Category Archives: Buddhist Nunneries

Happy Nuns in the Dolma Ling Kitchen

Cooking for about 250 nuns a day is a challenge, especially during the pandemic. This spring, the nuns at Dolma Ling Nunnery and Institute asked for your help to buy an electric rice cooker, a dough-making machine, a refrigerator, and two new gas burners.

The kitchen equipment has arrived now and the nuns are happy because their daily tasks are safer and easier.

Helping the Nuns Cook Rice Safely

new electric rice cooker at Dolma Ling Nunnery

“We are very happy with the new rice cooker. Now we just have to wash the rice, put it in the rice cooker, add water, close the lid, and press the cook button. So easy and safe! We don’t have to worry about the hot rice water,” said one nun. It also saves on fuel costs and produces better, more nutritious rice.

Venerable Samten Dolma, the nun in charge of the kitchen this year, said, “Before, I had to check regularly to see if the rice was cooked perfectly or not. Now, with the new rice cooker, I don’t have to worry about rice being undercooked or soggy.”

Tibetan Buddhist nun cooking rice at Dolma Ling

“The rice is so delicious now and every time it is evenly cooked.” The new rice cooker can cook up to 77 pounds of rice safely and efficiently. The nuns eat rice every day, so it’s a huge help to them.

“Every day five nuns have to prepare a day’s meal,” said a nun on kitchen duty. “In the morning while preparing lunch, we used to have two nuns in charge of the rice and three nuns to cut and prepare the lunchtime vegetables. But now, with the rice cooker, it is so much easier. All five nuns can cut and prepare vegetables for lunch. While we eat our lunch, we can use the dough machine to prepare the dough for the evening. Now we have more time on our hands.”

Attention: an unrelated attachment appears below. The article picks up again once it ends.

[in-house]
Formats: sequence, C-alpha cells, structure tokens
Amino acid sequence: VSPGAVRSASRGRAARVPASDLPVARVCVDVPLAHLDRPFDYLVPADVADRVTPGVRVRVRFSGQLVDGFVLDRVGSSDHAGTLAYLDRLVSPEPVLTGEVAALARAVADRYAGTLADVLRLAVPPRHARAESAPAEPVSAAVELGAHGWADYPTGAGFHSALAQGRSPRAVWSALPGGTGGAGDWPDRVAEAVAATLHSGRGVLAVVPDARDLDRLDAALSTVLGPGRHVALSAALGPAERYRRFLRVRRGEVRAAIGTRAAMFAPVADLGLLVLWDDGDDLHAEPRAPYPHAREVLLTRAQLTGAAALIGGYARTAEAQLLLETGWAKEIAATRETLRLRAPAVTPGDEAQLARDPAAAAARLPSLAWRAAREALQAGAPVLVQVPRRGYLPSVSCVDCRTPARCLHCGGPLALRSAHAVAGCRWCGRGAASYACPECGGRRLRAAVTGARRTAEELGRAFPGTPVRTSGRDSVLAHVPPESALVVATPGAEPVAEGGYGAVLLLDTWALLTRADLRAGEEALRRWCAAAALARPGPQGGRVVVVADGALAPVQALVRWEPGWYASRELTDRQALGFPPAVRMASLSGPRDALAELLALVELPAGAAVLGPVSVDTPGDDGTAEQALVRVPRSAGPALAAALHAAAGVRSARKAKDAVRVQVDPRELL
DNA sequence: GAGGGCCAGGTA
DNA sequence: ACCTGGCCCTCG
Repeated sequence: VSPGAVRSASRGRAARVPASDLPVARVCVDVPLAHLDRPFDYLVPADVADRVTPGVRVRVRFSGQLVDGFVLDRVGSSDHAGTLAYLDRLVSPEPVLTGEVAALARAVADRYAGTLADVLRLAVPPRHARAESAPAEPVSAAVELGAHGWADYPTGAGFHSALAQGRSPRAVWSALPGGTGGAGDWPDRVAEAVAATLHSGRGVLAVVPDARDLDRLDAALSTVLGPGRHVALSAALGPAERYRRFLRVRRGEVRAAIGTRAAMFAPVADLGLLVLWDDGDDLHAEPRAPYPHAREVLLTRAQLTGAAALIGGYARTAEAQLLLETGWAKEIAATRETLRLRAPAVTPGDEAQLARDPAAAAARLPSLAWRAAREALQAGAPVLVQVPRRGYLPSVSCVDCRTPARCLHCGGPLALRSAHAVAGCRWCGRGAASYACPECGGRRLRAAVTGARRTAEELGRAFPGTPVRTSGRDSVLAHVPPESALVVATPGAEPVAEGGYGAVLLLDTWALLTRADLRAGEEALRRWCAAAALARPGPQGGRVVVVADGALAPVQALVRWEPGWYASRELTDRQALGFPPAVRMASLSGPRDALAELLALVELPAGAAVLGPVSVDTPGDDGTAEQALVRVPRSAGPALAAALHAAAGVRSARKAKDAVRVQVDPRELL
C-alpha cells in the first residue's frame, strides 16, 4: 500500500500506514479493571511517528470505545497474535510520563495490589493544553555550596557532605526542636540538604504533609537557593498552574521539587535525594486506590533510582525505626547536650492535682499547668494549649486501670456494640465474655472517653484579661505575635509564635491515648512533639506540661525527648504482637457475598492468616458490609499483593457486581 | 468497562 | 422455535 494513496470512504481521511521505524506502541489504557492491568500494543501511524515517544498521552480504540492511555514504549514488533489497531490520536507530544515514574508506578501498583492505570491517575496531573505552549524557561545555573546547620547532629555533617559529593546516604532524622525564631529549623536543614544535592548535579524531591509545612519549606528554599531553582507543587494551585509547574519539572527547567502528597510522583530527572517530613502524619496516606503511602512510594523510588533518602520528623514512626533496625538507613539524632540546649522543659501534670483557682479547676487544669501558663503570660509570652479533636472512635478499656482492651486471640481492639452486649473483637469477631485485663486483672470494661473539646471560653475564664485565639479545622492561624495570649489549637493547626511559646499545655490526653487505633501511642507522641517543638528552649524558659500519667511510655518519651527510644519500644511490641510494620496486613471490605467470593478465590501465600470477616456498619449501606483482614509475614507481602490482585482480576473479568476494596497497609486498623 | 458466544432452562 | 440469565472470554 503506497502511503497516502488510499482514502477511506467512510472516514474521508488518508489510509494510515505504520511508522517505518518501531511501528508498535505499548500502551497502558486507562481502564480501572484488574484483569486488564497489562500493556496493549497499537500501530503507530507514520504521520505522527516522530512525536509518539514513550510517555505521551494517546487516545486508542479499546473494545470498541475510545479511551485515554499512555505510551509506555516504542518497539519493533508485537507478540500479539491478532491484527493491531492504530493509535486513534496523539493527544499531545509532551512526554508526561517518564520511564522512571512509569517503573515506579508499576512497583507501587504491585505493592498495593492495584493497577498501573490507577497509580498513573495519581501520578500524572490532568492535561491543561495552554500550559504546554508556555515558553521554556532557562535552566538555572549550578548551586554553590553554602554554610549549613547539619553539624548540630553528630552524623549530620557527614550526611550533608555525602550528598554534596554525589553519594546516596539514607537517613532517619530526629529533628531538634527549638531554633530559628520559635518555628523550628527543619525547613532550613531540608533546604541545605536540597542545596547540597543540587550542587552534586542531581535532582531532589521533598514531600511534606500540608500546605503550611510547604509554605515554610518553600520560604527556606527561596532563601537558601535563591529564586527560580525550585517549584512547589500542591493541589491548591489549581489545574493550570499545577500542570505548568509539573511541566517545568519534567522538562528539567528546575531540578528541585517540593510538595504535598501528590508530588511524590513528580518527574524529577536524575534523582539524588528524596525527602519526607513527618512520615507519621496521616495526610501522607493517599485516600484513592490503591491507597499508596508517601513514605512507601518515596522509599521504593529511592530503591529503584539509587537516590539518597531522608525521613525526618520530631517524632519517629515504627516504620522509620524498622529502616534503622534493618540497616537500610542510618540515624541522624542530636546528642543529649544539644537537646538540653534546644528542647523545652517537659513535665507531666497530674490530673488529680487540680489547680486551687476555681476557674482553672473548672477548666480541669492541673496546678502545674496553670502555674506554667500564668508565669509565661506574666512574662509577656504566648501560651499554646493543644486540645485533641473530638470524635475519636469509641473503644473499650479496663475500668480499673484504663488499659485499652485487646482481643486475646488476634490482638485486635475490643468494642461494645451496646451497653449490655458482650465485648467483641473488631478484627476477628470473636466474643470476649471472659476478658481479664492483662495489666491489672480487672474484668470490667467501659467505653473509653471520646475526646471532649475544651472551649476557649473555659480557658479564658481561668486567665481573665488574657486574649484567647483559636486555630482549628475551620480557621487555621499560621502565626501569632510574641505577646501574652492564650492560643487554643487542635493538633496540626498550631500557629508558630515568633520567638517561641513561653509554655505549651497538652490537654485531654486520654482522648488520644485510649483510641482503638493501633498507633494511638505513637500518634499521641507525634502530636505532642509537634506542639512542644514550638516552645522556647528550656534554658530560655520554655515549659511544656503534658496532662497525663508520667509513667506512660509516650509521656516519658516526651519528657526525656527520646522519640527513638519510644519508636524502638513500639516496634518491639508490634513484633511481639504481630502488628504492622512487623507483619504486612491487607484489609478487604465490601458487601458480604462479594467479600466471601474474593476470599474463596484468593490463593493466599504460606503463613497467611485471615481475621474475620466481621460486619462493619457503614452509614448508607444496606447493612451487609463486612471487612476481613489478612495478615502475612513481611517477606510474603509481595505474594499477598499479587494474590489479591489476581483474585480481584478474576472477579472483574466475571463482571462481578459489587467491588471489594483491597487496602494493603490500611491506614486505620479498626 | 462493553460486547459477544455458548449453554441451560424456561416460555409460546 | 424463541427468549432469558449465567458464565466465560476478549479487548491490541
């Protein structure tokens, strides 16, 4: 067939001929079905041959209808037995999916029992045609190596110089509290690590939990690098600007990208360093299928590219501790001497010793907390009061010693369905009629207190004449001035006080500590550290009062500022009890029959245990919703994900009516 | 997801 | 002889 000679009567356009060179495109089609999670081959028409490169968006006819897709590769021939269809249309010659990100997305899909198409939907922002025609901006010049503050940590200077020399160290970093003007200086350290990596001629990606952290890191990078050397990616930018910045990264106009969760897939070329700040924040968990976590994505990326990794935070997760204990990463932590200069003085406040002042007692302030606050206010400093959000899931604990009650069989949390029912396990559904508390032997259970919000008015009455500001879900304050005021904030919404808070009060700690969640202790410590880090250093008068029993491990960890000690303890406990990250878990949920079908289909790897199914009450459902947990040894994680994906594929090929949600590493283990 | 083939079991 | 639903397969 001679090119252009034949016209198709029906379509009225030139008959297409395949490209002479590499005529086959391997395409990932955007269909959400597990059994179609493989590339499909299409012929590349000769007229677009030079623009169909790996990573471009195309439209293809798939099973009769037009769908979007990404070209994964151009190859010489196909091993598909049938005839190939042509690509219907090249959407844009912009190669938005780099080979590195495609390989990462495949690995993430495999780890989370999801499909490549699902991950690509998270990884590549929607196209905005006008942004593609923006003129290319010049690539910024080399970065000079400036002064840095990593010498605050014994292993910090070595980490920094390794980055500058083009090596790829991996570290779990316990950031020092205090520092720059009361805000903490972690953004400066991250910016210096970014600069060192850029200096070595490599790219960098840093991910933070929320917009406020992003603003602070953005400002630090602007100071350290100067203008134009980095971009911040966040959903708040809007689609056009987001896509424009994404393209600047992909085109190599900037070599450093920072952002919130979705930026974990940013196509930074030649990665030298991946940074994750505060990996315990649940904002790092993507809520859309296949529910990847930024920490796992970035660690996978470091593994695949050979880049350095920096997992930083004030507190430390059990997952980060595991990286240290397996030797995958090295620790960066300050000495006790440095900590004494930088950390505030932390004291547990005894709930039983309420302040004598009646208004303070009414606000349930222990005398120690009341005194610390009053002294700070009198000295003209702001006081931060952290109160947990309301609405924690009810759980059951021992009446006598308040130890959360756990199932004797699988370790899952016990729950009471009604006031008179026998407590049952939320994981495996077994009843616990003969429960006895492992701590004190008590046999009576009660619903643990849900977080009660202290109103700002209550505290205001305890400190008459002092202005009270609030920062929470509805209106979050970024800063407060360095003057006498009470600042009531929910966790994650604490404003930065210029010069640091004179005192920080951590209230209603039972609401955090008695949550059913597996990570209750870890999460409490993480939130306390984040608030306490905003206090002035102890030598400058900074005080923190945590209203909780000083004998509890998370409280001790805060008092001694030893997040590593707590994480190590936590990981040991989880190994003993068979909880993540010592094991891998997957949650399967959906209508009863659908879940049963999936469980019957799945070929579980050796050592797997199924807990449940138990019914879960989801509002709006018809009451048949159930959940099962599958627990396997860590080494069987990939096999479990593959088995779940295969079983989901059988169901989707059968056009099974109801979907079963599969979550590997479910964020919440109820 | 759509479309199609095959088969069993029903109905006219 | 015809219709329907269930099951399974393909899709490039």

Tibetan Buddhist nun cooking rice

With the old way of cooking rice, the nuns were always in danger of being scalded by the boiling water and steam. Detail of photo by Brian Harris.

Before the nuns got the rice cooker, it took a long  time to cook rice in a huge caldron over one of the two large gas burners. When the rice was half cooked, the excess water had to be poured off – a very risky operation. It took two strong nuns to pick up the pot and carry it across the kitchen to the drain. This operation had to be done quickly and carefully to avoid scalding from the boiling water and losing the steam.

Having the new electric rice cooker means that the rice cooks more evenly and keeps more of its nutritional qualities so it is better for the nuns’ health. 

The New Dough Maker

Each day the nuns on kitchen duty prepare traditional Tibetan bread and steamed buns for hundreds of nuns. Until now, the nuns had to mix the dough by hand which was very labor intensive and less hygienic than using a machine.